Friday, January 14, 2011

USMC AH-1Z To Deploy In Late 2011

By Amy Butler
Amarillo, Hurst and Fort Worth, Texas(AW&ST)

A decade after first flight, the U.S. Marine Corps’ AH-1Z attack helicopter finally graduated from a turbulent operational evaluation and is being readied for its first shipboard deployment.
The service plans to field the AH-1Z Vipers, commonly known as Zulus, with a Marine Expeditionary Unit in November. It will operate alongside its sister aircraft, the UH-1Y Venom, dubbed the Yankee, which achieved initial operational capability in 2008.
This deployment will be the first time the Marines are able to blend the capabilities of these new utility and attack aircraft—and their improved performance—into a single Marine light helicopter attack squadron during operations at sea. Soon thereafter, the Zulus are likely to head inland to support soldiers in Afghanistan.
Progress on the U.S. Navy’s $12.1-billion H-1 upgrade program had been slow and riddled with management, fabrication and reliability problems only a few years ago. But prime contractor Bell Helicopter, a division of Textron, has smoothed out performance on the program as part of a larger effort to be more responsive to customer needs and deliver aircraft on schedule and budget (see p. 44).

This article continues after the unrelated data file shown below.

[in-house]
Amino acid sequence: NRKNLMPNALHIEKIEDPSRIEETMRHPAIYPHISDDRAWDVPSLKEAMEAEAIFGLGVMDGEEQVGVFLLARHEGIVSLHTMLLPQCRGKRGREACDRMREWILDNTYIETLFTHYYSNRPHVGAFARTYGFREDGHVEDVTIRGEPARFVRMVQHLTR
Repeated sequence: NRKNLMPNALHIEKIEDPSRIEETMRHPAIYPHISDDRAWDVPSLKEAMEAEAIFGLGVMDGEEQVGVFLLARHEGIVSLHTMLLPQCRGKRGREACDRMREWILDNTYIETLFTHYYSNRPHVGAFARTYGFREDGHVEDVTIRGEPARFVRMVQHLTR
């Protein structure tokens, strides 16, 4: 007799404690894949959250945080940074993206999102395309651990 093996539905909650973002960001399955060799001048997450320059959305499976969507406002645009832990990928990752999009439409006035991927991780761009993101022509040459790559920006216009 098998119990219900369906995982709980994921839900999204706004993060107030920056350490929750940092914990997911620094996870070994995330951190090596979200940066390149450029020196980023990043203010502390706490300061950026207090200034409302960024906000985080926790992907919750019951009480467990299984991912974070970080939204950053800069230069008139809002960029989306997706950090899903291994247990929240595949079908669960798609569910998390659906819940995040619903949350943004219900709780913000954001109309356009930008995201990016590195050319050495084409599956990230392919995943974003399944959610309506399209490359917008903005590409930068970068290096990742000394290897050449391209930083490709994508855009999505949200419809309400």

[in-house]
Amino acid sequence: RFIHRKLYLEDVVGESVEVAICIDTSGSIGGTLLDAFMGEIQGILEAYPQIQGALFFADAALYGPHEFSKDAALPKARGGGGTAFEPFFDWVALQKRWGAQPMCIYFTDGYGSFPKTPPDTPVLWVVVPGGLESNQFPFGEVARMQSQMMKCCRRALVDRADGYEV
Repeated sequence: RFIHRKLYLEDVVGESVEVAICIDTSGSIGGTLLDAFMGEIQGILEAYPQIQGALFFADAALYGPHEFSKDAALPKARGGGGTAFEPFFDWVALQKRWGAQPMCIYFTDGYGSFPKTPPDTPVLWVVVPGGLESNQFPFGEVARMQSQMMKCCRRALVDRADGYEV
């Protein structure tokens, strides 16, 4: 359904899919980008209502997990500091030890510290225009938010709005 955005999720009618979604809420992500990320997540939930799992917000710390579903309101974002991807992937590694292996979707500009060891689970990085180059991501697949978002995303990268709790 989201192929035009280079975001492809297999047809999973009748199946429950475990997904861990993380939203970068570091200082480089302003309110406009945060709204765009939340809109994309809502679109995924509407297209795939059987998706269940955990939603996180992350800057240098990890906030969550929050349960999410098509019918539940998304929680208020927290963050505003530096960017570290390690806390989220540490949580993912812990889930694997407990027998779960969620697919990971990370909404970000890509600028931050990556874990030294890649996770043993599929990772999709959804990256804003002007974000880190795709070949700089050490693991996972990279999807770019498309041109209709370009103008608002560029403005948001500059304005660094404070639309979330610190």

The Zulu portion of the H-1 program comprises 189 aircraft, 131 of which will be remanufactured AH-1W Super Cobras. Many Ws are operating in support of troops in Afghanistan, so buying new Zs takes priority over pulling Ws out of the fleet for modification. The service is now 52 attack helicopters short of its requirement, so purchasing 58 new helicopters leaves little margin for attrition, says Col. Scott McGowan, Marine Corps aviation plans branch chief.
The Zulu provides a major capability boost, including a shift to four- from two-blade main and tail rotors and an improved weapons load. Also part of the package are a next-generation Lockheed Martin targeting sight system and fully integrated avionics with a new Northrop Grumman mission computer as well as a glass cockpit.